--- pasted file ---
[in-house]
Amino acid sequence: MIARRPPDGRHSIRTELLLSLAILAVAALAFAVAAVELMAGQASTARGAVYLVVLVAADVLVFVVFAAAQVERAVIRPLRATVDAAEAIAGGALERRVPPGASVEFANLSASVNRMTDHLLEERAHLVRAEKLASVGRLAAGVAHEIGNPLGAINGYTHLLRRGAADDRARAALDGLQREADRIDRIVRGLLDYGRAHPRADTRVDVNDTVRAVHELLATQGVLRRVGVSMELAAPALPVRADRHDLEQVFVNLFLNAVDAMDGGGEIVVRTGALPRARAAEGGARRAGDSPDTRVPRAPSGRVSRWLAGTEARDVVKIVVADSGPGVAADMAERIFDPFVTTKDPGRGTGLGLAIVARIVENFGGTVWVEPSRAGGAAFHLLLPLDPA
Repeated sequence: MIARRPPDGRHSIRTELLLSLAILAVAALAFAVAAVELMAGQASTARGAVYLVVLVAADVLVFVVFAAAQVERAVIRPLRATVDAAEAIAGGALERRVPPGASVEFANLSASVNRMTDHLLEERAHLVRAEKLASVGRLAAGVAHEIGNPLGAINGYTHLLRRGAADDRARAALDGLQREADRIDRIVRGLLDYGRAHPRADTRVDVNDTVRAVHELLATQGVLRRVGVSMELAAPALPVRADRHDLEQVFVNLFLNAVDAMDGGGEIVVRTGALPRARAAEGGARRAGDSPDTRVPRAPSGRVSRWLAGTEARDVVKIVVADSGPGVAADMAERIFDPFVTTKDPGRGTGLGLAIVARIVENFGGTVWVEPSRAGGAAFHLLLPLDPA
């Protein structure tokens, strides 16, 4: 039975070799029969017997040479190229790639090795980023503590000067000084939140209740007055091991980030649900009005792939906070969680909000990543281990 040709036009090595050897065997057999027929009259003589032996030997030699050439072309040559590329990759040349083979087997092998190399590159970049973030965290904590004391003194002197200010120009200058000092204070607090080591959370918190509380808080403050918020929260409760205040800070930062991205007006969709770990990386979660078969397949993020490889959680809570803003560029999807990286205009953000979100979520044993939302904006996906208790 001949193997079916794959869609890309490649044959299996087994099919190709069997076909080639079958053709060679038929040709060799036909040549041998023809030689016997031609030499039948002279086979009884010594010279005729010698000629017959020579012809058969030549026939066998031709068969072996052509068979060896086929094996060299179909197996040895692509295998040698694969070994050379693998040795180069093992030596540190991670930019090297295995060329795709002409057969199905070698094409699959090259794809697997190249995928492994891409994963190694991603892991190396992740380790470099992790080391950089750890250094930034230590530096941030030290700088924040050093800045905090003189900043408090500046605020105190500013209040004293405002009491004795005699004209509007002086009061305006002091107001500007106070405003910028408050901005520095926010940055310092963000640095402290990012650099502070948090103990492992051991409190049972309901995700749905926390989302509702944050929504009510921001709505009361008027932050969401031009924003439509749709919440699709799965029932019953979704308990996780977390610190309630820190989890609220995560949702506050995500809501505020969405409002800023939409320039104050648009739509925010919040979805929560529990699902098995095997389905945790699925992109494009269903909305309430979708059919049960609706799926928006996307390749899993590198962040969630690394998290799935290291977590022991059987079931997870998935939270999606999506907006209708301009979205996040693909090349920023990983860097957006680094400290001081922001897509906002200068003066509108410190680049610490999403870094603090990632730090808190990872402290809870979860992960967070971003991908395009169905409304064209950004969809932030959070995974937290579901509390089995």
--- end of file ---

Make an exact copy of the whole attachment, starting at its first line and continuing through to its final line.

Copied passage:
[in-house]
Amino acid sequence: MIARRPPDGRHSIRTELLLSLAILAVAALAFAVAAVELMAGQASTARGAVYLVVLVAADVLVFVVFAAAQVERAVIRPLRATVDAAEAIAGGALERRVPPGASVEFANLSASVNRMTDHLLEERAHLVRAEKLASVGRLAAGVAHEIGNPLGAINGYTHLLRRGAADDRARAALDGLQREADRIDRIVRGLLDYGRAHPRADTRVDVNDTVRAVHELLATQGVLRRVGVSMELAAPALPVRADRHDLEQVFVNLFLNAVDAMDGGGEIVVRTGALPRARAAEGGARRAGDSPDTRVPRAPSGRVSRWLAGTEARDVVKIVVADSGPGVAADMAERIFDPFVTTKDPGRGTGLGLAIVARIVENFGGTVWVEPSRAGGAAFHLLLPLDPA
Repeated sequence: MIARRPPDGRHSIRTELLLSLAILAVAALAFAVAAVELMAGQASTARGAVYLVVLVAADVLVFVVFAAAQVERAVIRPLRATVDAAEAIAGGALERRVPPGASVEFANLSASVNRMTDHLLEERAHLVRAEKLASVGRLAAGVAHEIGNPLGAINGYTHLLRRGAADDRARAALDGLQREADRIDRIVRGLLDYGRAHPRADTRVDVNDTVRAVHELLATQGVLRRVGVSMELAAPALPVRADRHDLEQVFVNLFLNAVDAMDGGGEIVVRTGALPRARAAEGGARRAGDSPDTRVPRAPSGRVSRWLAGTEARDVVKIVVADSGPGVAADMAERIFDPFVTTKDPGRGTGLGLAIVARIVENFGGTVWVEPSRAGGAAFHLLLPLDPA
């Protein structure tokens, strides 16, 4: 039975070799029969017997040479190229790639090795980023503590000067000084939140209740007055091991980030649900009005792939906070969680909000990543281990 040709036009090595050897065997057999027929009259003589032996030997030699050439072309040559590329990759040349083979087997092998190399590159970049973030965290904590004391003194002197200010120009200058000092204070607090080591959370918190509380808080403050918020929260409760205040800070930062991205007006969709770990990386979660078969397949993020490889959680809570803003560029999807990286205009953000979100979520044993939302904006996906208790 001949193997079916794959869609890309490649044959299996087994099919190709069997076909080639079958053709060679038929040709060799036909040549041998023809030689016997031609030499039948002279086979009884010594010279005729010698000629017959020579012809058969030549026939066998031709068969072996052509068979060896086929094996060299179909197996040895692509295998040698694969070994050379693998040795180069093992030596540190991670930019090297295995060329795709002409057969199905070698094409699959090259794809697997190249995928492994891409994963190694991603892991190396992740380790470099992790080391950089750890250094930034230590530096941030030290700088924040050093800045905090003189900043408090500046605020105190500013209040004293405002009491004795005699004209509007002086009061305006002091107001500007106070405003910028408050901005520095926010940055310092963000640095402290990012650099502070948090103990492992051991409190049972309901995700749905926390989302509702944050929504009510921001709505009361008027932050969401031009924003439509749709919440699709799965029932019953979704308990996780977390610190309630820190989890609220995560949702506050995500809501505020969405409002800023939409320039104050648009739509925010919040979805929560529990699902098995095997389905945790699925992109494009269903909305309430979708059919049960609706799926928006996307390749899993590198962040969630690394998290799935290291977590022991059987079931997870998935939270999606999506907006209708301009979205996040693909090349920023990983860097957006680094400290001081922001897509906002200068003066509108410190680049610490999403870094603090990632730090808190990872402290809870979860992960967070971003991908395009169905409304064209950004969809932030959070995974937290579901509390089995």